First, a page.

More informationMCE693/793: Analysis and Control of Nonlinear Systems
MCE693/793: Analysis and Control of Nonlinear Systems Systems of Differential Equations Phase Plane Analysis Hanz Richter Mechanical Engineering Department Cleveland State University Systems of Nonlinear
More informationMath 266: Phase Plane Portrait
Math 266: Phase Plane Portrait Long Jin Purdue, Spring 2018 Review: Phase line for an autonomous equation For a single autonomous equation y = f (y) we used a phase line to illustrate the equilibrium solutions
More informationProblem List MATH 5173 Spring, 2014
Problem List MATH 5173 Spring, 2014 The notation p/n means the problem with number n on page p of Perko. 1. 5/3 [Due Wednesday, January 15] 2. 6/5 and describe the relationship of the phase portraits [Due
More informationB5.6 Nonlinear Systems
B5.6 Nonlinear Systems 4. Bifurcations Alain Goriely 2018 Mathematical Institute, University of Oxford Table of contents 1. Local bifurcations for vector fields 1.1 The problem 1.2 The extended centre
More informationProblem Set 5 Solutions
Problem Set 5 Solutions Dorian Abbot APM47 0/8/04. (a) We consider π θ π. The pendulum pointin down corresponds to θ=0 and the pendulum pointin up corresponds to θ π. Define ν θ. The system can be rewritten:
More informationAPPM 2360: Final Exam 10:30am 1:00pm, May 6, 2015.
APPM 23: Final Exam :3am :pm, May, 25. ON THE FRONT OF YOUR BLUEBOOK write: ) your name, 2) your student ID number, 3) lecture section, 4) your instructor s name, and 5) a grading table for eight questions.
More informationSection 9.3 Phase Plane Portraits (for Planar Systems)
Section 9.3 Phase Plane Portraits (for Planar Systems) Key Terms: Equilibrium point of planer system yꞌ = Ay o Equilibrium solution Exponential solutions o Halfline solutions Unstable solution Stable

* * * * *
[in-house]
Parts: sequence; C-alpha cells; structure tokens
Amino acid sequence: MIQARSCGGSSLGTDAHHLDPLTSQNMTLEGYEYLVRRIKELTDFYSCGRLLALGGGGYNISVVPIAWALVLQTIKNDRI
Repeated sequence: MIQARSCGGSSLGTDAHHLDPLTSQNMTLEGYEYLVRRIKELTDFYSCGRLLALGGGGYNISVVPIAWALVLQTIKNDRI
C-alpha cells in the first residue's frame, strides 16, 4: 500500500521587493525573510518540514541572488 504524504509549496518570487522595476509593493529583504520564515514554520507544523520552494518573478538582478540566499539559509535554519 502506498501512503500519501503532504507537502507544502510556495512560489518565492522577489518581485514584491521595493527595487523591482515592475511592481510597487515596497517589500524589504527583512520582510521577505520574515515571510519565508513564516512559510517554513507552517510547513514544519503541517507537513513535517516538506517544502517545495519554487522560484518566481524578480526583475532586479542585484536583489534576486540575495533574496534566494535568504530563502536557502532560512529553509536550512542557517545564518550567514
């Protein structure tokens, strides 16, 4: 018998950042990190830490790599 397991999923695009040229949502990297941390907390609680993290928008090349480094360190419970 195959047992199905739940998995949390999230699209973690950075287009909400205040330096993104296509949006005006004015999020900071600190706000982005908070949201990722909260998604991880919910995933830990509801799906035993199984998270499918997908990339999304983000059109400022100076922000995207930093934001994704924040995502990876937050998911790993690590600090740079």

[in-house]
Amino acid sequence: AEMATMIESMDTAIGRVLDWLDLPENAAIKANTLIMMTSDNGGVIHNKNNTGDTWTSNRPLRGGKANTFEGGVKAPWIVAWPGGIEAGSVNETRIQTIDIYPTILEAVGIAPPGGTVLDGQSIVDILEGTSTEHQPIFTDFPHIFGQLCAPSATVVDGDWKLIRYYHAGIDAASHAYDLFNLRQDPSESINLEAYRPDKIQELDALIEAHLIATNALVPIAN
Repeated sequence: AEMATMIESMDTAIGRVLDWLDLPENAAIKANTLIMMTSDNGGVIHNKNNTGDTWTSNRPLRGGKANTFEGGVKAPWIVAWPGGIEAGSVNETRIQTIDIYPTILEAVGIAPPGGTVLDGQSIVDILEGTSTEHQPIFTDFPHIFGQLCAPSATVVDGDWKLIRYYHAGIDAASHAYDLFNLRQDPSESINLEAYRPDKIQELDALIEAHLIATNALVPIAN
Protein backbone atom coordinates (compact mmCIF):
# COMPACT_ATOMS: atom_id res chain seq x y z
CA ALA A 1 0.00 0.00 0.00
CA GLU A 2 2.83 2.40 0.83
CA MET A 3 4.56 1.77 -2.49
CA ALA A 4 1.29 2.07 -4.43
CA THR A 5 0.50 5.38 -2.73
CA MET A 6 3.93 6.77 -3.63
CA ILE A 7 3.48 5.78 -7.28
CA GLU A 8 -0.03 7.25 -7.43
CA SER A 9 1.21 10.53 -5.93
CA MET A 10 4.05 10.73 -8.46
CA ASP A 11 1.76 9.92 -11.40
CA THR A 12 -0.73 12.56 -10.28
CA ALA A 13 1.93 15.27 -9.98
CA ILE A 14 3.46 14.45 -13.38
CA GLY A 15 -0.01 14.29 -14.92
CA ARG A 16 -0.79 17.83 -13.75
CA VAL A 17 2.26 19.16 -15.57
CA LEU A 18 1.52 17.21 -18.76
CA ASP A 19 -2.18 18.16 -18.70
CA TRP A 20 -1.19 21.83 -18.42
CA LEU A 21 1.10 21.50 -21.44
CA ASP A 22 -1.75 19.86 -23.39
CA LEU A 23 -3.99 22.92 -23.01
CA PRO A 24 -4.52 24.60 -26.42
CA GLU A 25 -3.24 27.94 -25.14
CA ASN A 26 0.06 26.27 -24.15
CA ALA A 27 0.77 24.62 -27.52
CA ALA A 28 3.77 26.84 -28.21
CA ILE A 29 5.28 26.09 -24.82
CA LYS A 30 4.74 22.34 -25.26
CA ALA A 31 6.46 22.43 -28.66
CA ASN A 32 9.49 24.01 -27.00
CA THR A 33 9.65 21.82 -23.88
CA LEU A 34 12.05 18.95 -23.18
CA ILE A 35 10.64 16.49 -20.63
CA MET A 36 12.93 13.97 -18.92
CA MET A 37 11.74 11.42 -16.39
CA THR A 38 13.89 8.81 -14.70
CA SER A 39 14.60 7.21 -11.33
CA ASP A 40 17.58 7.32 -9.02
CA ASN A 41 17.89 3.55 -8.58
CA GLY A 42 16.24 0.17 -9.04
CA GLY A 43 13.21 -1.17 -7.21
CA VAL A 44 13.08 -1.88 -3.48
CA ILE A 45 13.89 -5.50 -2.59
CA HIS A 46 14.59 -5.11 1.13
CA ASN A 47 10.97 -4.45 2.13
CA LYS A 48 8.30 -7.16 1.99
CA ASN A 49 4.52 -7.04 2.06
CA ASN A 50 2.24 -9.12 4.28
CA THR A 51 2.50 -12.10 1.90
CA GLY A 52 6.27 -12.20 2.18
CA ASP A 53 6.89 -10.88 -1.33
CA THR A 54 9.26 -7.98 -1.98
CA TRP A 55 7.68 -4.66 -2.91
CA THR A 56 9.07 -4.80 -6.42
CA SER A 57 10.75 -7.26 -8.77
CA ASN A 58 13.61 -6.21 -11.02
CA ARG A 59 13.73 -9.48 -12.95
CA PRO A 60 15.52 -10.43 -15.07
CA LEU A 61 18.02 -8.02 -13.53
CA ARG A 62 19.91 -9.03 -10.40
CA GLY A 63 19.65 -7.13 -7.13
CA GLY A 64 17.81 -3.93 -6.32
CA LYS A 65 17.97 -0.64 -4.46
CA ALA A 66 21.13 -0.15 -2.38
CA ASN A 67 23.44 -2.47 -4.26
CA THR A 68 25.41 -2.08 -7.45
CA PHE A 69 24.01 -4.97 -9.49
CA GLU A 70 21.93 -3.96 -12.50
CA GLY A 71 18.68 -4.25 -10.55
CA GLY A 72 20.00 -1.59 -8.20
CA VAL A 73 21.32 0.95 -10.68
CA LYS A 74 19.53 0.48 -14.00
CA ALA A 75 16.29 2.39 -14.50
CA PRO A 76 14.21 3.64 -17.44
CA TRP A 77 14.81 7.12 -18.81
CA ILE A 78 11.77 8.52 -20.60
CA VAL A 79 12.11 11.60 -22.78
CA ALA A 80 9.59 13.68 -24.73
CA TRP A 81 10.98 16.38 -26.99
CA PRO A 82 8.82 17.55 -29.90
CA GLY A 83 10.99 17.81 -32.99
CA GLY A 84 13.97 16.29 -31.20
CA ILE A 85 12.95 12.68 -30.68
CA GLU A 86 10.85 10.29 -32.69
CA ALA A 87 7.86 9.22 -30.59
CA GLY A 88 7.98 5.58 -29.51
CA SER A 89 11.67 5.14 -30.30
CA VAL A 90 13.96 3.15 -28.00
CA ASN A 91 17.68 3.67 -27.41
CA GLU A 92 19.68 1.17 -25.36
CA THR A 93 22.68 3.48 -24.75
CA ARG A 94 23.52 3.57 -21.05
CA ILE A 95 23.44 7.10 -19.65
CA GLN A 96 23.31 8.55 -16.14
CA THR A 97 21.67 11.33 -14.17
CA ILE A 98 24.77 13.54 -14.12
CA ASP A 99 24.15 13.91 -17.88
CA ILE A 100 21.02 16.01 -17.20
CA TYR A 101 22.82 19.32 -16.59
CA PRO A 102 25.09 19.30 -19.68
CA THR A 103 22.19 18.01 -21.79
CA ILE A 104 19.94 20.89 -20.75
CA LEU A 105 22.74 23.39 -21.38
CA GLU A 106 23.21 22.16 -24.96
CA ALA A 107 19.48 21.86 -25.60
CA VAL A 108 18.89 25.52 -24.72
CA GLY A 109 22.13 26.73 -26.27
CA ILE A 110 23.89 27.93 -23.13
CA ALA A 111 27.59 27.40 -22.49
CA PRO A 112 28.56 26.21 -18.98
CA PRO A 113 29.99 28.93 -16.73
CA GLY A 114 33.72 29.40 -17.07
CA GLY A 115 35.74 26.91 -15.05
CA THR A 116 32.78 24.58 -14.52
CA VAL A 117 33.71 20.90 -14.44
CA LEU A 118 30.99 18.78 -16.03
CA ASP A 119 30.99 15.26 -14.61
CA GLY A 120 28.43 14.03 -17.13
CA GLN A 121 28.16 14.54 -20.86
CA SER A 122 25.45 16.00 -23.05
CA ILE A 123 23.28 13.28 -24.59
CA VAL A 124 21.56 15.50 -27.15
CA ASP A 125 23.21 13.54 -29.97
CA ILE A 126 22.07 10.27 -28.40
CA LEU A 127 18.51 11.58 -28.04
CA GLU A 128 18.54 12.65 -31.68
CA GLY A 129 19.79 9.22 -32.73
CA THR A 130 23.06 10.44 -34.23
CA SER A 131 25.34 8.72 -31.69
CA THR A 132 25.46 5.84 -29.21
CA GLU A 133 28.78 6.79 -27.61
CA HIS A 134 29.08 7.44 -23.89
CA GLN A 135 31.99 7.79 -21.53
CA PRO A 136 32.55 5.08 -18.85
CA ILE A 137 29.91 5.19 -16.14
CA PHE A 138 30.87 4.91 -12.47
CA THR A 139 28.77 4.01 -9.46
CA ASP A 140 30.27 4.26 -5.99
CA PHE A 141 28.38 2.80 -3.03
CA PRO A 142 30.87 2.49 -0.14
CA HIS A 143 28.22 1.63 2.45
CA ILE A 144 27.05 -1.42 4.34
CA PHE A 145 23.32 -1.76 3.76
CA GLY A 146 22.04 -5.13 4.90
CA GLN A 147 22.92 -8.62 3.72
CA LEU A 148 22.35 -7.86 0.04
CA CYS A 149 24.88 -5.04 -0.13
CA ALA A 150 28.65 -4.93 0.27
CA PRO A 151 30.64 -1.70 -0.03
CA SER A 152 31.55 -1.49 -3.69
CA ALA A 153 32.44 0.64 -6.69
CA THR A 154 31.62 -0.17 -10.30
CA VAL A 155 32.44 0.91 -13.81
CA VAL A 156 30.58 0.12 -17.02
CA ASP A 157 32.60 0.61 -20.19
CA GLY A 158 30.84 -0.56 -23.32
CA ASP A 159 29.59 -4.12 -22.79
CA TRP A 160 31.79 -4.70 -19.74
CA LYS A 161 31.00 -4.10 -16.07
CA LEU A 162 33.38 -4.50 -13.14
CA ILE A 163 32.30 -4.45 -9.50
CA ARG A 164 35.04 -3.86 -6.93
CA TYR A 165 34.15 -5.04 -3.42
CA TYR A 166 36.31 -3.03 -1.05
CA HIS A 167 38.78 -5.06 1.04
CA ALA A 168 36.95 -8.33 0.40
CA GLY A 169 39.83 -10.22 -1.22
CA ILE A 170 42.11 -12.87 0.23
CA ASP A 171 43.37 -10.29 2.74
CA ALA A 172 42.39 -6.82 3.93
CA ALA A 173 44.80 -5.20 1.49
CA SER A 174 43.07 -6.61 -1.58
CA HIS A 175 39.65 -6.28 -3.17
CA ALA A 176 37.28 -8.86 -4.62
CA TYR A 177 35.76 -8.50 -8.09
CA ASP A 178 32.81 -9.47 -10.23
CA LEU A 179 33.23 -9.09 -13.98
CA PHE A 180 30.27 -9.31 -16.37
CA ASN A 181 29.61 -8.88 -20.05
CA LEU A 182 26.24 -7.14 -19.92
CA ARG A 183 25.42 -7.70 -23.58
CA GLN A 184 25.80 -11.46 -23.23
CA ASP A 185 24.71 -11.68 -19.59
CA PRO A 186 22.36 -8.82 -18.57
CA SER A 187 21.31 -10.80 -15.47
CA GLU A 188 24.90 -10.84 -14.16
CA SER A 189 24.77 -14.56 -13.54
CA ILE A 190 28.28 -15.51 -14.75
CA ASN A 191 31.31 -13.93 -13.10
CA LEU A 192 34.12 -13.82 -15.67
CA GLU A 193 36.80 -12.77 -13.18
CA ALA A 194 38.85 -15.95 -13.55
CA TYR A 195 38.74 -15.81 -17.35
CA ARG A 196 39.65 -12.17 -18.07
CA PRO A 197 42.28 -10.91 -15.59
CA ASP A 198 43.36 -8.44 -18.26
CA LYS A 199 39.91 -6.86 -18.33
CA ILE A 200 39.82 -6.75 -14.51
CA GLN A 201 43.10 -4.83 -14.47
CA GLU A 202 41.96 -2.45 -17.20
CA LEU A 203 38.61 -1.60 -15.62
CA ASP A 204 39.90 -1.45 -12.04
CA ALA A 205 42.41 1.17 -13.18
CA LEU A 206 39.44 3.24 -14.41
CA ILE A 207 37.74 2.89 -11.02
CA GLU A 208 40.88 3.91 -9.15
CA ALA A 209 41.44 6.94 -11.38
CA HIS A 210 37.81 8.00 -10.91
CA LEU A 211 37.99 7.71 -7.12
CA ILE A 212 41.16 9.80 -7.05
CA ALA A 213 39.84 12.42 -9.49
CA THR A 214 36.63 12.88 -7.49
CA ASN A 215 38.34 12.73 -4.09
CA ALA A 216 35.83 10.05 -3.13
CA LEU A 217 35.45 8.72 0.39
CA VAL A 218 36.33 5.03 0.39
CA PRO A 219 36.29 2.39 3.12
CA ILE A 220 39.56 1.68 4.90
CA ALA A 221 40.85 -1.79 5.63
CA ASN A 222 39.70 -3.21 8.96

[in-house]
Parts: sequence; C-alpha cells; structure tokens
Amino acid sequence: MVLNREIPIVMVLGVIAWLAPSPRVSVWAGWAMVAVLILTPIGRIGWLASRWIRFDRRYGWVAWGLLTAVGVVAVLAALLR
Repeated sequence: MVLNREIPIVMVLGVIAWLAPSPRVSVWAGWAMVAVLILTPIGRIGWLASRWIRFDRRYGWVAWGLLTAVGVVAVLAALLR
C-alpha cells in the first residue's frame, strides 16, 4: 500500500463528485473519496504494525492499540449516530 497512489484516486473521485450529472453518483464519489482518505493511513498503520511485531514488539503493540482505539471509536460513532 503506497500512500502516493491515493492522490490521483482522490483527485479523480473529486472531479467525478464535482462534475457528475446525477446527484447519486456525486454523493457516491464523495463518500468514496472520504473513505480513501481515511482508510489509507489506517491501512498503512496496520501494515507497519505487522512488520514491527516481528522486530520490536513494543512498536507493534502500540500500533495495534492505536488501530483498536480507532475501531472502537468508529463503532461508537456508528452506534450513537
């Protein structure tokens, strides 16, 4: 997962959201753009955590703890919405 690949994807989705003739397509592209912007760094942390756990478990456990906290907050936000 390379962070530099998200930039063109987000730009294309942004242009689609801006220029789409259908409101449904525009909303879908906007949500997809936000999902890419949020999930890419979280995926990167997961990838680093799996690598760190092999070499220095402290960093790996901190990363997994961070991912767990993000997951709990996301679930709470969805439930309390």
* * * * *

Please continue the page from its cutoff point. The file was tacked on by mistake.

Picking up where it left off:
More informationANSWERS Final Exam Math 250b, Section 2 (Professor J. M. Cushing), 15 May 2008 PART 1
ANSWERS Final Exam Math 50b, Section (Professor J. M. Cushing), 5 May 008 PART. (0 points) A bacterial population x grows exponentially according to the equation x 0 = rx, where r>0is the per unit rate
More informationLotka Volterra PredatorPrey Model with a Predating Scavenger
Lotka Volterra PredatorPrey Model with a Predating Scavenger Monica Pescitelli Georgia College December 13, 2013 Abstract The classic Lotka Volterra equations are used to model the population dynamics
More information(8.51) ẋ = A(λ)x + F(x, λ), where λ lr, the matrix A(λ) and function F(x, λ) are C k functions with k 1,
2.8.7. PoincaréAndronovHopf Bifurcation. In the previous section, we have given a rather detailed method for determining the periodic orbits of a two dimensional system which is the perturbation of a
More informationA Study of the Van der Pol Equation
A Study of the Van der Pol Equation Kai Zhe Tan, s1465711 September 16, 2016 Abstract The Van der Pol equation is famous for modelling biological systems as well as being a good model to study its multiple
More informationCHALMERS, GÖTEBORGS UNIVERSITET. EXAM for DYNAMICAL SYSTEMS. COURSE CODES: TIF 155, FIM770GU, PhD
CHALMERS, GÖTEBORGS UNIVERSITET EXAM for DYNAMICAL SYSTEMS COURSE CODES: TIF 155, FIM770GU, PhD Time: Place: Teachers: Allowed material: Not allowed: April 06, 2018, at 14 00 18 00 Johanneberg Kristian
More informationMath 4B Notes. Written by Victoria Kala SH 6432G Office Hours: W TBA Last updated July 28, 2017
Math 4B Notes Written by Victoria Kala vtkala@math.ucsb.edu SH 6432G Office Hours: W TBA Last updated July 28, 207 Classification of Differential Equations The order of a differential equation is the order
More informationMA5510 Ordinary Differential Equation, Fall, 2014
MA551 Ordinary Differential Equation, Fall, 214 9/3/214 Linear systems of ordinary differential equations: Consider the first order linear equation for some constant a. The solution is given by such that
More informationMath 4B Notes. Written by Victoria Kala SH 6432u Office Hours: T 12:45 1:45pm Last updated 7/24/2016
Math 4B Notes Written by Victoria Kala vtkala@math.ucsb.edu SH 6432u Office Hours: T 2:45 :45pm Last updated 7/24/206 Classification of Differential Equations The order of a differential equation is the
More informationNonlinear Control Lecture 2:Phase Plane Analysis